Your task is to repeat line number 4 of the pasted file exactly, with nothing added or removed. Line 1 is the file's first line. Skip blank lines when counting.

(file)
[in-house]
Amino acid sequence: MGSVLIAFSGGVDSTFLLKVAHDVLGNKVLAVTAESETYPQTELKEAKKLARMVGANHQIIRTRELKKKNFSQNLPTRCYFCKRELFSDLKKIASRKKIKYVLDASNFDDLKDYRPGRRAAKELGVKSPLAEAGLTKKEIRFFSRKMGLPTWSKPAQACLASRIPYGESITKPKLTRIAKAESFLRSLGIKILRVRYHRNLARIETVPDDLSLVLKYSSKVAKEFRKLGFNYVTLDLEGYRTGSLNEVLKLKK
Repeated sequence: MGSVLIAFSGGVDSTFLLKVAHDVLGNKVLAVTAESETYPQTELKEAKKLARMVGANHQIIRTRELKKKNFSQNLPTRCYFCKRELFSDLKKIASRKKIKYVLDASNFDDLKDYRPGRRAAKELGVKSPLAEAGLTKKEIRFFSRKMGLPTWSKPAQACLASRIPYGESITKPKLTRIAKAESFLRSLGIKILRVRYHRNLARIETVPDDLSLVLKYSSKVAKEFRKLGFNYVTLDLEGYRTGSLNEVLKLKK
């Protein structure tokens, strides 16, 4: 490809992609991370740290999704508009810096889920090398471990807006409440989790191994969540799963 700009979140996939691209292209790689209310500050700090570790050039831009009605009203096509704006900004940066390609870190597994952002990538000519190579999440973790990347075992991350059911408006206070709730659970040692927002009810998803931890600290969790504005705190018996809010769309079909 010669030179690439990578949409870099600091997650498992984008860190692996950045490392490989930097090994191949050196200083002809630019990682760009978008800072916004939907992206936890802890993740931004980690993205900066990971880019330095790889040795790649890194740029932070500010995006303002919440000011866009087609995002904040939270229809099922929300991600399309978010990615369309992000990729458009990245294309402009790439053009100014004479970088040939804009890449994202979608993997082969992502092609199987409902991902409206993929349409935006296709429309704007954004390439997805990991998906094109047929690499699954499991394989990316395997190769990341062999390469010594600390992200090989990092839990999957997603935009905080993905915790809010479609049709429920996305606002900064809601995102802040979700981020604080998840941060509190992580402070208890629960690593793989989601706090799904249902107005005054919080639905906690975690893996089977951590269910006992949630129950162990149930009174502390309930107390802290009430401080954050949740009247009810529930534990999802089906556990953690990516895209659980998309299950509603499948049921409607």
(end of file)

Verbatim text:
């Protein structure tokens, strides 16, 4: 490809992609991370740290999704508009810096889920090398471990807006409440989790191994969540799963 700009979140996939691209292209790689209310500050700090570790050039831009009605009203096509704006900004940066390609870190597994952002990538000519190579999440973790990347075992991350059911408006206070709730659970040692927002009810998803931890600290969790504005705190018996809010769309079909 010669030179690439990578949409870099600091997650498992984008860190692996950045490392490989930097090994191949050196200083002809630019990682760009978008800072916004939907992206936890802890993740931004980690993205900066990971880019330095790889040795790649890194740029932070500010995006303002919440000011866009087609995002904040939270229809099922929300991600399309978010990615369309992000990729458009990245294309402009790439053009100014004479970088040939804009890449994202979608993997082969992502092609199987409902991902409206993929349409935006296709429309704007954004390439997805990991998906094109047929690499699954499991394989990316395997190769990341062999390469010594600390992200090989990092839990999957997603935009905080993905915790809010479609049709429920996305606002900064809601995102802040979700981020604080998840941060509190992580402070208890629960690593793989989601706090799904249902107005005054919080639905906690975690893996089977951590269910006992949630129950162990149930009174502390309930107390802290009430401080954050949740009247009810529930534990999802089906556990953690990516895209659980998309299950509603499948049921409607």